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Eritrea admits involvement in Ethiopian conflict

UN condemns rape and sexual violence in the Tigray region

ERITREA told the United Nations security council today that it is pulling its troops out of Ethiopia, the day after the council issued a statement condemning rape and sexual violence in the Tigray region.

A letter sent to the 15-member council contained Eritrea’s first admission of involvement in the conflict in neighbouring Ethiopia.

UN spokesman Mark Lowcock said on Thursday that he had not seen any evidence that Eritrean soldiers had withdrawn from the restive northern state.

“As the looming grave threat has been largely thwarted, Eritrea and Ethiopia have agreed, at the highest levels, to embark on the withdrawal of Eritrean forces and the simultaneous redeployment of Ethiopian contingents along the international boundary,” Eritrea’s ambassador to the UN Sophia Tesfamriam said in the letter.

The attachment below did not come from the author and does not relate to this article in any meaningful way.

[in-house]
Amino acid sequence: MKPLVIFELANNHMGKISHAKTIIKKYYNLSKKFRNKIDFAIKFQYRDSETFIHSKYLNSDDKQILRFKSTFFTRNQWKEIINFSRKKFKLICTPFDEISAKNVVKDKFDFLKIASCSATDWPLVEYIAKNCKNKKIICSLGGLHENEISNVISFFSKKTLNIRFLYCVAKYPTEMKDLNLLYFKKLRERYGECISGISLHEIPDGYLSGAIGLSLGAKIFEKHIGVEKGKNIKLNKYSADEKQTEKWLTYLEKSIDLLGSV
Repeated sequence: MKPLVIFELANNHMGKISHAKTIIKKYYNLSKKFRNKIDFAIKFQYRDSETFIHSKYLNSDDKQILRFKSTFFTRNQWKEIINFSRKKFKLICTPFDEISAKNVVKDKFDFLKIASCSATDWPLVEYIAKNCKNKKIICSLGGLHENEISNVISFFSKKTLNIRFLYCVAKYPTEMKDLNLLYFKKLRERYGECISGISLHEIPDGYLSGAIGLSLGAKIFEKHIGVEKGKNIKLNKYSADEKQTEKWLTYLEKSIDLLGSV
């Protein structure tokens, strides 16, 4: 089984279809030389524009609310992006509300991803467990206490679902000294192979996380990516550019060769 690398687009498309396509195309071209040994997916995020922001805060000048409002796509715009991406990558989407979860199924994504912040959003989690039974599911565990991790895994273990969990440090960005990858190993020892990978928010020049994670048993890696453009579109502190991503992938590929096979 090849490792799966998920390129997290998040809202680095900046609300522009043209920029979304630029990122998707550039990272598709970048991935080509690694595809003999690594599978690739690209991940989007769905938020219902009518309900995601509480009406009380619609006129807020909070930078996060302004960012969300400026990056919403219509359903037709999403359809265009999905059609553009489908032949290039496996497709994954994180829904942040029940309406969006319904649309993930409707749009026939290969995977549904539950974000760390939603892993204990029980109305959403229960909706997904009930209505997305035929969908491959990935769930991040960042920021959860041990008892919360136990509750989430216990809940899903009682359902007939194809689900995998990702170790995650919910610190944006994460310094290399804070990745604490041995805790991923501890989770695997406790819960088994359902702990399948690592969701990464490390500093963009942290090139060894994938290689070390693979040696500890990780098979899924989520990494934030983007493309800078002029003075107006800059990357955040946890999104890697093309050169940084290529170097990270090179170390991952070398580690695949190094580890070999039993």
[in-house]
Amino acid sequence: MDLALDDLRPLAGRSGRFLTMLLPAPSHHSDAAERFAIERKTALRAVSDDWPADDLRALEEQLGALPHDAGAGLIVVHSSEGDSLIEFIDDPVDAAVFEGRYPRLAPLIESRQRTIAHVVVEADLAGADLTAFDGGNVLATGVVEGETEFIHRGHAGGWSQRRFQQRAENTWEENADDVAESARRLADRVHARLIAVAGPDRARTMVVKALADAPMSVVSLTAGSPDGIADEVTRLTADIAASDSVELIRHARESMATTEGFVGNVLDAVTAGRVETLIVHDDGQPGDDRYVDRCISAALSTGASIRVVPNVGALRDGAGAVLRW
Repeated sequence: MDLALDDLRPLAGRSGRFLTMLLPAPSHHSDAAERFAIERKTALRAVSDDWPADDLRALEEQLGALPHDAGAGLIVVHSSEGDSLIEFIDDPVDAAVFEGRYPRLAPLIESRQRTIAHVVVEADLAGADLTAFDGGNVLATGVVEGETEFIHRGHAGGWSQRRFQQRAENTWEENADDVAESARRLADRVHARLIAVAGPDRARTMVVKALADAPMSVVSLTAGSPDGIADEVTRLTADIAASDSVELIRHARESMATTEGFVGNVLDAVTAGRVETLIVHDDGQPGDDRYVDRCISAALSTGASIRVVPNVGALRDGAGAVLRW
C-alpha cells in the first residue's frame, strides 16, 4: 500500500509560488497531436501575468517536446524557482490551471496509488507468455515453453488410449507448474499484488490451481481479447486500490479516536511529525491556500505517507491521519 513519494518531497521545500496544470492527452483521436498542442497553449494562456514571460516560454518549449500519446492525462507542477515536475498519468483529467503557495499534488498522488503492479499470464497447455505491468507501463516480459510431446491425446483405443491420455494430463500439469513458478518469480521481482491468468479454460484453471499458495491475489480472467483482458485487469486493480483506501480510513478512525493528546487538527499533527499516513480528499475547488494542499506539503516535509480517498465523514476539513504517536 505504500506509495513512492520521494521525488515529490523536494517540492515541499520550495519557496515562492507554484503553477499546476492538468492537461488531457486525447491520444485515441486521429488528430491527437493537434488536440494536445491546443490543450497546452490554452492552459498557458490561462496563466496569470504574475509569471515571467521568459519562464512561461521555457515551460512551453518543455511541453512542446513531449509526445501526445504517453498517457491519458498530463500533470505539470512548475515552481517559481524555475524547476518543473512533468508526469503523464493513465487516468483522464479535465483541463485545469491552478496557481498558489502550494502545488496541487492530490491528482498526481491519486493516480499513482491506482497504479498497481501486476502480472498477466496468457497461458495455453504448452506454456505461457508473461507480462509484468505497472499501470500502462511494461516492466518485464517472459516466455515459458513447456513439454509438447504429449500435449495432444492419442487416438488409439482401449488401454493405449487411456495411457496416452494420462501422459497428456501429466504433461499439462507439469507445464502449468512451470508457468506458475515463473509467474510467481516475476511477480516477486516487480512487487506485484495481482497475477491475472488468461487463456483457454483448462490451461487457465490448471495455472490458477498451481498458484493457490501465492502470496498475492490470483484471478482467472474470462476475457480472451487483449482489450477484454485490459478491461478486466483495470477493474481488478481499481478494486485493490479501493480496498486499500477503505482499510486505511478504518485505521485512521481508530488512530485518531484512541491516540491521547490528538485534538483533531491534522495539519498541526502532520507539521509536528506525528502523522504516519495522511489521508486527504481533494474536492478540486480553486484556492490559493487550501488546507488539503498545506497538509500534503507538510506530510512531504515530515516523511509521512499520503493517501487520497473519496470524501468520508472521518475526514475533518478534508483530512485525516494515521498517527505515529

Thousands of people have been killed and hundreds of thousands displaced since Ethiopian Prime Minister Abiy Ahmed launched a military offensive aimed at driving out the region’s ruling Tigray People’s Liberation Front last November.

Hundreds of women have given horrific accounts of rape and gang rape, including men being forced at gunpoint to have sex with their own relatives.

On Thursday, the security council issued its first statement on the situation, expressing “deep concern” over the allegations of atrocities in Tigray, “including reports of sexual violence against women and girls.” It called for independent investigations and for those responsible to be held to account.

Mr Lowcock said the victims included girls as young as eight, with rape being used “as a weapon of war.”

But Ms Tesfamriam rejected what she called the “false allegations” of organised sexual violence and hunger.

“The allegations of rape and other crimes lodged against Eritrean soldiers are not just outrageous but also a vicious attack on the culture and history of our people,” she wrote.


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